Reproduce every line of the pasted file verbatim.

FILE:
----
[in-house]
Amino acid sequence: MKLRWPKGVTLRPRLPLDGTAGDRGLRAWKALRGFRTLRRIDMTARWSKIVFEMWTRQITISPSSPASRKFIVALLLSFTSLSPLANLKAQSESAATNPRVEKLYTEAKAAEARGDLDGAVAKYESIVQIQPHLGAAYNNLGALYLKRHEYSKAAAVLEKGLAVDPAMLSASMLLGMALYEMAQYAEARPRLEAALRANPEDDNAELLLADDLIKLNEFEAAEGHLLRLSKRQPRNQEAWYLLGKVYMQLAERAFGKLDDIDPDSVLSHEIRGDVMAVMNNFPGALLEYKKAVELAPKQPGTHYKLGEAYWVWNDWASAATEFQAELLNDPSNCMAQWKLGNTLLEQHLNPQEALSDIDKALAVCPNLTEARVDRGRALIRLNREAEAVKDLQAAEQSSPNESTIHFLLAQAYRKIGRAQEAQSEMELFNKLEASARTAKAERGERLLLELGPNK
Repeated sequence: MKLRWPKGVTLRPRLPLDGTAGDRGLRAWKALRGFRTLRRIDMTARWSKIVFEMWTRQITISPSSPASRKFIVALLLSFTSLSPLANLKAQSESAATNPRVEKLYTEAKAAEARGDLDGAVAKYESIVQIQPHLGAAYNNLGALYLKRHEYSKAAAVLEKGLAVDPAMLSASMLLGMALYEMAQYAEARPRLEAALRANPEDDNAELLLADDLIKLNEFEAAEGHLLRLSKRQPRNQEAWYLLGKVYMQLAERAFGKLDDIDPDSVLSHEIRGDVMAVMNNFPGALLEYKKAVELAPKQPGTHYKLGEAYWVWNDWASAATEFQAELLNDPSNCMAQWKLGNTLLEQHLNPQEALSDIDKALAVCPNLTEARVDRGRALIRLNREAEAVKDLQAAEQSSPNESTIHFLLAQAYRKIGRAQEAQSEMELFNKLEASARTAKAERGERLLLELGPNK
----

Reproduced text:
[in-house]
Amino acid sequence: MKLRWPKGVTLRPRLPLDGTAGDRGLRAWKALRGFRTLRRIDMTARWSKIVFEMWTRQITISPSSPASRKFIVALLLSFTSLSPLANLKAQSESAATNPRVEKLYTEAKAAEARGDLDGAVAKYESIVQIQPHLGAAYNNLGALYLKRHEYSKAAAVLEKGLAVDPAMLSASMLLGMALYEMAQYAEARPRLEAALRANPEDDNAELLLADDLIKLNEFEAAEGHLLRLSKRQPRNQEAWYLLGKVYMQLAERAFGKLDDIDPDSVLSHEIRGDVMAVMNNFPGALLEYKKAVELAPKQPGTHYKLGEAYWVWNDWASAATEFQAELLNDPSNCMAQWKLGNTLLEQHLNPQEALSDIDKALAVCPNLTEARVDRGRALIRLNREAEAVKDLQAAEQSSPNESTIHFLLAQAYRKIGRAQEAQSEMELFNKLEASARTAKAERGERLLLELGPNK
Repeated sequence: MKLRWPKGVTLRPRLPLDGTAGDRGLRAWKALRGFRTLRRIDMTARWSKIVFEMWTRQITISPSSPASRKFIVALLLSFTSLSPLANLKAQSESAATNPRVEKLYTEAKAAEARGDLDGAVAKYESIVQIQPHLGAAYNNLGALYLKRHEYSKAAAVLEKGLAVDPAMLSASMLLGMALYEMAQYAEARPRLEAALRANPEDDNAELLLADDLIKLNEFEAAEGHLLRLSKRQPRNQEAWYLLGKVYMQLAERAFGKLDDIDPDSVLSHEIRGDVMAVMNNFPGALLEYKKAVELAPKQPGTHYKLGEAYWVWNDWASAATEFQAELLNDPSNCMAQWKLGNTLLEQHLNPQEALSDIDKALAVCPNLTEARVDRGRALIRLNREAEAVKDLQAAEQSSPNESTIHFLLAQAYRKIGRAQEAQSEMELFNKLEASARTAKAERGERLLLELGPNK